Why do people get hit by cars in Weston?

After the most recent accident at Weston and Lawrence, in which a woman was seriously injured, your correspondent started thinking about the reasons why people keep getting hurt—and what might be done to prevent future injuries and deaths.

Is it road design? Poor lighting? Poor intersection control? Enforcement failures? Or is it something else?

The cause of death and injury is likely banal and sad: mix many people and many cars, and some will come into conflict.

The city and police publish much data on road use and accidents. I mapped the number accidents in which pedestrians were killed or seriously injured and the data on the number of pedestrians.

Pins show the busiest pedestrian intersections (top quintile). Crossbones show intersections with more than one accident.

After quite a bit of fiddling, the answer is pretty clear:  the more pedestrians there are, the more likely it is that someone will be hurt. All of the intersections in which there has been more than one accident are among the busiest intersections in York South–Weston.

I took all the data the city gathers on pedestrian use, and removed the bottom fourth-fifths, leaving only the most frequently crossed roads. I also removed the intersections where there had been only one collision with a pedestrian. We are left with the busiest pedestrian intersections and the deadliest intersections. These overlap to a great extent: the four most dangerous intersections are the four busiest.

The intersection of Weston and Lawrence is deadly: three people have been hit there, and another six have been hit nearby. Jane and Lawrence is quite dangerous too: four have been hit, with another two nearby.

In Mount Dennis, Weston and Jane, and the intersections of Eglinton with Weston Road and Jane Street have had multiple accidents over the past decade.

But of the five deadliest intersections, four are also the most frequently foot-travelled intersections, and the fifth is in the top ten.

Of course, this does not mean that injuries and deaths are inevitable. Far from it. Many things can be done to make our intersections safe—particularly at Weston and Lawrence. We could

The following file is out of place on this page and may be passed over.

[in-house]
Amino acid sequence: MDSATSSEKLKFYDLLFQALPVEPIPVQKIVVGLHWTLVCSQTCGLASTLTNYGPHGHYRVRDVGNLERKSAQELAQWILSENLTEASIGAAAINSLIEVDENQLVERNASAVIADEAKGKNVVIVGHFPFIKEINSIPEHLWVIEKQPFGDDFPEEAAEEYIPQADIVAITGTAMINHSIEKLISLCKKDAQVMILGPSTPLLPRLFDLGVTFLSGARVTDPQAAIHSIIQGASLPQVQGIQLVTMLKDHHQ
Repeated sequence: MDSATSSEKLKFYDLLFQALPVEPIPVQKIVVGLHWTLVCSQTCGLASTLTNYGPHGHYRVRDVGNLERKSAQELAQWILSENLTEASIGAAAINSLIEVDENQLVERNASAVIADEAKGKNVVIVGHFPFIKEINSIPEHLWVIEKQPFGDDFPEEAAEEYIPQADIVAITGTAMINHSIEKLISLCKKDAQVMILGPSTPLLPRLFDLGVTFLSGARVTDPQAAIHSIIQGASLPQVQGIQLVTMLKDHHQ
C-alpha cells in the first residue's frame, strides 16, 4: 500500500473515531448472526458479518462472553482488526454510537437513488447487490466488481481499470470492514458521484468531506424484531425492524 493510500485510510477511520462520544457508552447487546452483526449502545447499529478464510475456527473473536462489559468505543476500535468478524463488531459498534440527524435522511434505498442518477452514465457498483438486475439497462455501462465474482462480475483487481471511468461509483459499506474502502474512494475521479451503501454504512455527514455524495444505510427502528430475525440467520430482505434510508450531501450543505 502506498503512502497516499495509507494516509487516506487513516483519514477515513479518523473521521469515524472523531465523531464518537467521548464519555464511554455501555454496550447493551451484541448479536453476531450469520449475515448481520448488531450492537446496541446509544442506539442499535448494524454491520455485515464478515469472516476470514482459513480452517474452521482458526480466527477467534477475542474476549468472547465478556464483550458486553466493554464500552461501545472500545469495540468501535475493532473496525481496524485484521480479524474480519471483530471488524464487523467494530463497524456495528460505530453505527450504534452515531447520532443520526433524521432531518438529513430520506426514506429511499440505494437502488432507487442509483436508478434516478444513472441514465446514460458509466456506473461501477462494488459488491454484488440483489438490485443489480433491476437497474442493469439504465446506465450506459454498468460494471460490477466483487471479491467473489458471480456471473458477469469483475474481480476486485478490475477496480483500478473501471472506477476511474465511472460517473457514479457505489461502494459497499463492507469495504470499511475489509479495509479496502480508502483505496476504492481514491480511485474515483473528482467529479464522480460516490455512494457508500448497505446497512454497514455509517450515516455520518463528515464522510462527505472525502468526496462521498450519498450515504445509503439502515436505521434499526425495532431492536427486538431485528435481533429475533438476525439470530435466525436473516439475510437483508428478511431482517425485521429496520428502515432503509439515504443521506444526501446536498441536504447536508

• Reshape the intersection to make the crossing shorter. Three of the dangerous intersections are longer than necessary because of their oblique angle.
  • Prohibit right turns on red
  • Give pedestrians a five-second advanced walk
  • Extend the cross signal
  • Move the bus stops to discourage people from running for their ride
  • Install red-light cameras
  • Narrow the roadways
  • Brightly mark the crosswalks and move the stop line back



Toronto’s dangerous roads strike locally.

Vision Zero? – Sometimes it seems like Zero Vision in car-centric Toronto.

Terrible news on Friday afternoon: yet another pedestrian was mowed down by someone driving a vehicle near Weston Road and Lawrence. According to cbc.ca, the woman, in her 20s was in serious condition but expected to survive.

Toronto’s drivers are killing people at the rate of one a week. At this rate, another 55 Torontonians will die on our streets by year’s end.

While the Mayor and Council claim to be concerned about this, they are doing little about the deaths and injuries. For example, there are only 77 red light cameras in the whole of Toronto and only one remotely close to our area (at Keele and Lawrence). This in a city with 2300 traffic lights. Incidentally, why do we warn drivers about these cameras?

In a similar vein, Mayor Tory and his hand-selected Public Works Committee are fighting the insertion of bike lanes and wider sidewalks on Yonge near Mel Lastman Square, preferring the current 6-lane highway.

Councillors on the committee are :

Read the CBC article on the collision here.

We are all pedestrians.

Pedestrian struck and seriously injured at Weston and Eglinton

A woman is in life-threatening condition after being struck by a car near Weston and Eglinton. She was rushed to the hospital at around 5 pm tonight.

Update: The pedestrian has died.

Weston and Eglinton is a particularly dangerous intersection, according to our map of injuries and deaths caused by motorists. This is at least the fourth serious collision involving a pedestrian at that intersection since 2006.